TOO MUCH OF A GOOD THING? In L.A., Helene Elliott writes playing six outdoor games in one season is "sure to detract from the novelty of playing outdoors, though if it's in your city and it's the only one you attend it's sure to be a memorable experience -- as long as the weather cooperates and produces just the right amount of cold-induced rosy cheeks and a picturesque snowflake or two." Part of the "charm of previous outdoor games has been the uniqueness of the playing conditions and the chance to hear players tell stories about having learned to skate on frozen ponds." There is one "certainty to all this: Staging so many games in huge stadiums certainly will pad the league's revenues" (L.A. TIMES, 4/17). YAHOO SPORTS' Sean Leahy noted with all 30 teams "clamoring to host or be part of a Winter Classic, creating these other dates on the NHL calendar allows the 'Teams Not Regularly Featured on NBC' to get in a game over time." Beyond next season, "expect to see places like Minnesota, Colorado and St. Louis play host." Leahy: "Everyone gets involved, the NHL keeps teams happy and keeps growing revenues from an event [that] rakes in so much money" (, 4/16).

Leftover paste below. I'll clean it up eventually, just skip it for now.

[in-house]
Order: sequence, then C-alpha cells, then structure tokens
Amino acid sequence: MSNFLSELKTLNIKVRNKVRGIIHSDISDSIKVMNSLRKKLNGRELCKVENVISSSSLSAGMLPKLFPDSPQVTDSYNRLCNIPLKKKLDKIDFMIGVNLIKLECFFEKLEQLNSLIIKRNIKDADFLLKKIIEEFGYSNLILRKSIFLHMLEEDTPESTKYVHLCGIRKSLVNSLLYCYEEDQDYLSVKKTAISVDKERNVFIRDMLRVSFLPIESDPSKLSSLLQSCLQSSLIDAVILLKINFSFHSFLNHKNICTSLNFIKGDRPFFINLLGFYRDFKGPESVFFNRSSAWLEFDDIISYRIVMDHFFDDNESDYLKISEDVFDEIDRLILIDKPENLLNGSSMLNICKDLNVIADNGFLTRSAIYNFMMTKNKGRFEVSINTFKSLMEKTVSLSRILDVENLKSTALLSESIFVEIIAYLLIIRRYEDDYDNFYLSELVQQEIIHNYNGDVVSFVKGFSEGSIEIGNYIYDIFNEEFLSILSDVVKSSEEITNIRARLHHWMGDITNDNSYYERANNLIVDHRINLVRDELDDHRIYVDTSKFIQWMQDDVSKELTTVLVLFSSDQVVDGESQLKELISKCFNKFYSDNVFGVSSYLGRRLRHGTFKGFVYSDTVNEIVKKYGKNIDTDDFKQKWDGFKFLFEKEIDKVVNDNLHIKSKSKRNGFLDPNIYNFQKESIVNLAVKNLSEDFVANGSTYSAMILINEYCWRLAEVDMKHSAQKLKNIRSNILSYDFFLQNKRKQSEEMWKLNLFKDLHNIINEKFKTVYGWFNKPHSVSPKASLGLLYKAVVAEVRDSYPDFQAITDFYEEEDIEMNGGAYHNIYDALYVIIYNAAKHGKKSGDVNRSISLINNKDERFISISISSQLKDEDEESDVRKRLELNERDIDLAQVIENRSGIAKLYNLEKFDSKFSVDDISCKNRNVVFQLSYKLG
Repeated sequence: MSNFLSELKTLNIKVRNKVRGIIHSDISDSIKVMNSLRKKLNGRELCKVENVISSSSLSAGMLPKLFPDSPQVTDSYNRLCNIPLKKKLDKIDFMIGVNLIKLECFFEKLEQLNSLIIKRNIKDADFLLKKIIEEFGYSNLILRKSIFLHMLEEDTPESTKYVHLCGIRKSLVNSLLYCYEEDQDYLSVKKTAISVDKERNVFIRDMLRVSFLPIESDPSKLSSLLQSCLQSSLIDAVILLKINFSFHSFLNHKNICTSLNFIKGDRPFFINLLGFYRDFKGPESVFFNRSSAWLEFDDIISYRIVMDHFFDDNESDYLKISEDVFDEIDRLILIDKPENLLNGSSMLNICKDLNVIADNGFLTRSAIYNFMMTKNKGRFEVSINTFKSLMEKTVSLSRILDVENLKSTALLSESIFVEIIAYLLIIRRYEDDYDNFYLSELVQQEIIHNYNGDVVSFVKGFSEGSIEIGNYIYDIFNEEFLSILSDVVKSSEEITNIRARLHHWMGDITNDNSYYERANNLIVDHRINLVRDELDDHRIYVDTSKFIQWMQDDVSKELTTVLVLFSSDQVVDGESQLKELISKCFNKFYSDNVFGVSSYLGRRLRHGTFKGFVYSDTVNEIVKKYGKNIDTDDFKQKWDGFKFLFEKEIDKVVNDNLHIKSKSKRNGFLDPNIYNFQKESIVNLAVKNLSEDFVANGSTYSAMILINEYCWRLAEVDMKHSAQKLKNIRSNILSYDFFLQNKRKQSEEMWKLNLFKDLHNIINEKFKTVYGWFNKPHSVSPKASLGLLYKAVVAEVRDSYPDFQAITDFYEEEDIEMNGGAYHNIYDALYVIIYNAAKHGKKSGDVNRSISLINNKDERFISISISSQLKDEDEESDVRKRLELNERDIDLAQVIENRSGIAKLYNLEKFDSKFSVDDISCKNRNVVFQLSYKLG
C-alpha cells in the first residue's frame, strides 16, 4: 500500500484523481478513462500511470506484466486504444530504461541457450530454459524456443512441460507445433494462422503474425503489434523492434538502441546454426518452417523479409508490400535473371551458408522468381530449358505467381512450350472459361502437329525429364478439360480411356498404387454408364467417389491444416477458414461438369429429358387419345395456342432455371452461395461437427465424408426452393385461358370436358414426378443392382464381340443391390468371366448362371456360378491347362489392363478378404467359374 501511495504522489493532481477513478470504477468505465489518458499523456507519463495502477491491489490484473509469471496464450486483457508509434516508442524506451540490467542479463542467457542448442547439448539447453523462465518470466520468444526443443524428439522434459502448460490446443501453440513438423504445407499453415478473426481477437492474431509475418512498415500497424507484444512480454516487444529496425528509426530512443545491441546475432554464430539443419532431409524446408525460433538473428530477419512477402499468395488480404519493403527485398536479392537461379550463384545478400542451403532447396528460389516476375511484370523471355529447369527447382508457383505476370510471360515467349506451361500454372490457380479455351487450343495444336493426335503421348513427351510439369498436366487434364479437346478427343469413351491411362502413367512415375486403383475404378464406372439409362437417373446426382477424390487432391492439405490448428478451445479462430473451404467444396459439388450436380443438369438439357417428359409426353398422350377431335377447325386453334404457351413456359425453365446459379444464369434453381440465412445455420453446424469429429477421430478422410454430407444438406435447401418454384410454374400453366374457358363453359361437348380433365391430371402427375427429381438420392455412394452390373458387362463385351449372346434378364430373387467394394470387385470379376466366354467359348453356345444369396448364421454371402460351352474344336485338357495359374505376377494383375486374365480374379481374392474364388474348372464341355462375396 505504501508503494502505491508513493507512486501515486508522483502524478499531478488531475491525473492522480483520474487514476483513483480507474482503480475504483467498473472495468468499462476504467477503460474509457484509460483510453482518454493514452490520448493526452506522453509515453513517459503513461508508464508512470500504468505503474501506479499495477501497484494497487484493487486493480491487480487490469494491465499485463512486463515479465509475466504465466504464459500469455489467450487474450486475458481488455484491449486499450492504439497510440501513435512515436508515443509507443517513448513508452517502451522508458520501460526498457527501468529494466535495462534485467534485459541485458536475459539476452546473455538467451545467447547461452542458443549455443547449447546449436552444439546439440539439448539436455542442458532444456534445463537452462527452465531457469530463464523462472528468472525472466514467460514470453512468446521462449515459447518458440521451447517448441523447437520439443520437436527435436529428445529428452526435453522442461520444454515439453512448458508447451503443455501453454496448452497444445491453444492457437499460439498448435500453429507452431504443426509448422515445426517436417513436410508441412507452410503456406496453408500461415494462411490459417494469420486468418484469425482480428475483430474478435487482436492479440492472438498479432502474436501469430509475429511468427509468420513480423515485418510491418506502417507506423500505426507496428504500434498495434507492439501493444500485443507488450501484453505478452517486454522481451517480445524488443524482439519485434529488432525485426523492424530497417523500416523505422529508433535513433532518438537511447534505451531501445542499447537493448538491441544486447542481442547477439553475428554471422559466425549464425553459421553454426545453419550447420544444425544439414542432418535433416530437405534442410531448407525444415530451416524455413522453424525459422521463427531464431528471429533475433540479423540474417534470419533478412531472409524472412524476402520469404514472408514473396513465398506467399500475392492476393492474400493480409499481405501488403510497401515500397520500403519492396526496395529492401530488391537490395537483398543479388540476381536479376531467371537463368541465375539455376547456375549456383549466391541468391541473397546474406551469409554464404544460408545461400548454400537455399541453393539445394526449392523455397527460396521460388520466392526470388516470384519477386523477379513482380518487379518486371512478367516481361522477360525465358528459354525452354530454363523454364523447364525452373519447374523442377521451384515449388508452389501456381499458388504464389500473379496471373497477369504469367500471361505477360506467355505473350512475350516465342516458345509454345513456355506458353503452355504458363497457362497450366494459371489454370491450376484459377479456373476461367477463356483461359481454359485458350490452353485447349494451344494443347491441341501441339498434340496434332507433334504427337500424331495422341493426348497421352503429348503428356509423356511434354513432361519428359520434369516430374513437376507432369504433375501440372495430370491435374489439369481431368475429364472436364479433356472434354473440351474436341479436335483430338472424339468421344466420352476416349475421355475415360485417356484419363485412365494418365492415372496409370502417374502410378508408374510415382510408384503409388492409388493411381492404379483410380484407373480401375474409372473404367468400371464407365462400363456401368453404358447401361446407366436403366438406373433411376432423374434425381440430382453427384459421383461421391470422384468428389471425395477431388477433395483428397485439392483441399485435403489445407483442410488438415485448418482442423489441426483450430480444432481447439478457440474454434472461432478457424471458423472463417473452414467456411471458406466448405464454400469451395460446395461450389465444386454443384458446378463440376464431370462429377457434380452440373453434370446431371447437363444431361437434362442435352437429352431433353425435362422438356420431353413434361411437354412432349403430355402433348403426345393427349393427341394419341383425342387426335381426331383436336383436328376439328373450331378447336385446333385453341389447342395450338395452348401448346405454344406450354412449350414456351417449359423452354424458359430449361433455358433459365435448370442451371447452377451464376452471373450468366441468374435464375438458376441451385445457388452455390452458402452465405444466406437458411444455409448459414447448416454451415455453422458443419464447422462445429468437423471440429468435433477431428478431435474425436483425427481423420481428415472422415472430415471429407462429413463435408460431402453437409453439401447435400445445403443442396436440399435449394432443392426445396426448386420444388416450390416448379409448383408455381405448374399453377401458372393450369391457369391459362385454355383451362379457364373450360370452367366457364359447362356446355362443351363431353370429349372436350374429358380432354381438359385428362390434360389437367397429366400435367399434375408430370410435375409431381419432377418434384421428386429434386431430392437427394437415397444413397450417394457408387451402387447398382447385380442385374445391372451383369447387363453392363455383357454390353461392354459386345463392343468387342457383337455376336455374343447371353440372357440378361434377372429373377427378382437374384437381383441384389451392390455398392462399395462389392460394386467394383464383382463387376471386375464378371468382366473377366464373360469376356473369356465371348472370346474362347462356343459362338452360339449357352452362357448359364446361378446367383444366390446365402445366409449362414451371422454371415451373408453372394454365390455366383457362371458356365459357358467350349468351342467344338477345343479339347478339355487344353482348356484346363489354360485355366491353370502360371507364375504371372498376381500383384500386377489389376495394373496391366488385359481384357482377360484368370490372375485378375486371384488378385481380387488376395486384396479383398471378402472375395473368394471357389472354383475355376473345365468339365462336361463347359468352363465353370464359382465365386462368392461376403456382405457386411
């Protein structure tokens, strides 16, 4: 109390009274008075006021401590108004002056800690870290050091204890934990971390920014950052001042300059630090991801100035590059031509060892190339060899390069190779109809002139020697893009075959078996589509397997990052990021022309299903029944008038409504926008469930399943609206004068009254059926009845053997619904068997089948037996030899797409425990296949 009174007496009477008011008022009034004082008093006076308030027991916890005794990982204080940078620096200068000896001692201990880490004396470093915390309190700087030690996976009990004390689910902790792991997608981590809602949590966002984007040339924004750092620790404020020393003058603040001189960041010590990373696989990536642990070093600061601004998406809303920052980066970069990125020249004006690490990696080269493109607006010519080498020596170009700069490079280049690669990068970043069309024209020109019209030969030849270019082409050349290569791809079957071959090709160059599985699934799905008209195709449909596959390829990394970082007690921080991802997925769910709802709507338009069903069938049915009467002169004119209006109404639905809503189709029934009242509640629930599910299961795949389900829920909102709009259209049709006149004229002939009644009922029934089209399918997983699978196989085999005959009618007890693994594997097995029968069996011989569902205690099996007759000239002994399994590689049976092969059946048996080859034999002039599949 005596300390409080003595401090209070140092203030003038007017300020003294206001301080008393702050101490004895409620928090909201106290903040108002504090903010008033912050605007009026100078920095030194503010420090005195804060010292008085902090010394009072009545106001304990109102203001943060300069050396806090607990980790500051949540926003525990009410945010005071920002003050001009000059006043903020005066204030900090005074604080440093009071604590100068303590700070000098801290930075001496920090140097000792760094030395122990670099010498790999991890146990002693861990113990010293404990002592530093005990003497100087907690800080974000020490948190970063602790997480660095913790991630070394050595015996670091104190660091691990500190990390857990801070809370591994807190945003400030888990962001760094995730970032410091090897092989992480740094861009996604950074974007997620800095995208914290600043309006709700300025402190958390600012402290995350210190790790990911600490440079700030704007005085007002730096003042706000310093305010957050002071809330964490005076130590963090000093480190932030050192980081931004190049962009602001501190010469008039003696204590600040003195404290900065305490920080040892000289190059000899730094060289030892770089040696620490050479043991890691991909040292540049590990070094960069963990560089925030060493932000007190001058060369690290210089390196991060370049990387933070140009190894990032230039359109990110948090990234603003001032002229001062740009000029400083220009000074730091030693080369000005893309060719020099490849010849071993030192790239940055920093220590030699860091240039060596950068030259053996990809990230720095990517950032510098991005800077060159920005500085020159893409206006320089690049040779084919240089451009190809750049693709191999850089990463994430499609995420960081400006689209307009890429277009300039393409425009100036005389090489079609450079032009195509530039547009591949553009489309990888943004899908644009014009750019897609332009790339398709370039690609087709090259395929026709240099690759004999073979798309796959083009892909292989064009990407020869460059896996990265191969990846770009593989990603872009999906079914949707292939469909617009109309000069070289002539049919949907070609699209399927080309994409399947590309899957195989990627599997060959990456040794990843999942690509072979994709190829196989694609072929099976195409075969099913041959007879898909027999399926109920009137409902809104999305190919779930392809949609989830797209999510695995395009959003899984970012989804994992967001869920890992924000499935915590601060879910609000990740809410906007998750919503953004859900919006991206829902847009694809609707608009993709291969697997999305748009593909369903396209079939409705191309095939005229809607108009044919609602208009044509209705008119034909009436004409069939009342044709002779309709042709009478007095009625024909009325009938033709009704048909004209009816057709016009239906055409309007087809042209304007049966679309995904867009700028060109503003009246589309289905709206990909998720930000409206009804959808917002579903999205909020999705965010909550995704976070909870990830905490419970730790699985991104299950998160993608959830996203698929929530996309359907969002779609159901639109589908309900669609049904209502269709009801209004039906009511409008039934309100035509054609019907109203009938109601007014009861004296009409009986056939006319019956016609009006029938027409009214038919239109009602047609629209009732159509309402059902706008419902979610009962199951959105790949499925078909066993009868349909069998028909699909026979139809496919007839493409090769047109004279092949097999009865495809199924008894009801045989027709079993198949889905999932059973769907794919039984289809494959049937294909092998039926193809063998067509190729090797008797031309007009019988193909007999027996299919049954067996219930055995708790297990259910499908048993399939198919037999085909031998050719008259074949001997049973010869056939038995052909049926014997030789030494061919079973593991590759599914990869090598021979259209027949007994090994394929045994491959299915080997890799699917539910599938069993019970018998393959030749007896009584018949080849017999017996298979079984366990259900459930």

DOLLAR SIGNS IN THEIR EYES: SPORTING NEWS' Sean Gentille wrote this is "about money." TV ratings and the "resultant advertising revenue are what they are -- the Classic typically pulls an overnight rating in the 2.5-3.0 range, which is far better than your average nationally televised contest and on par" with some Stanley Cup Final games. Just as important is the "cash that comes from merchandise sales, online considerations and the now-standard alumni games." If the NHL can "come close to replicating that five more times, it won't be an issue -- money talks, and the regional fanbases that keep the league afloat may well generate enough of it to make the point moot." But diehard fans "can (and already do) hate the thought of the Classic losing its unique space, and the idiom 'too much of a good thing' exists for a reason" (, 4/16).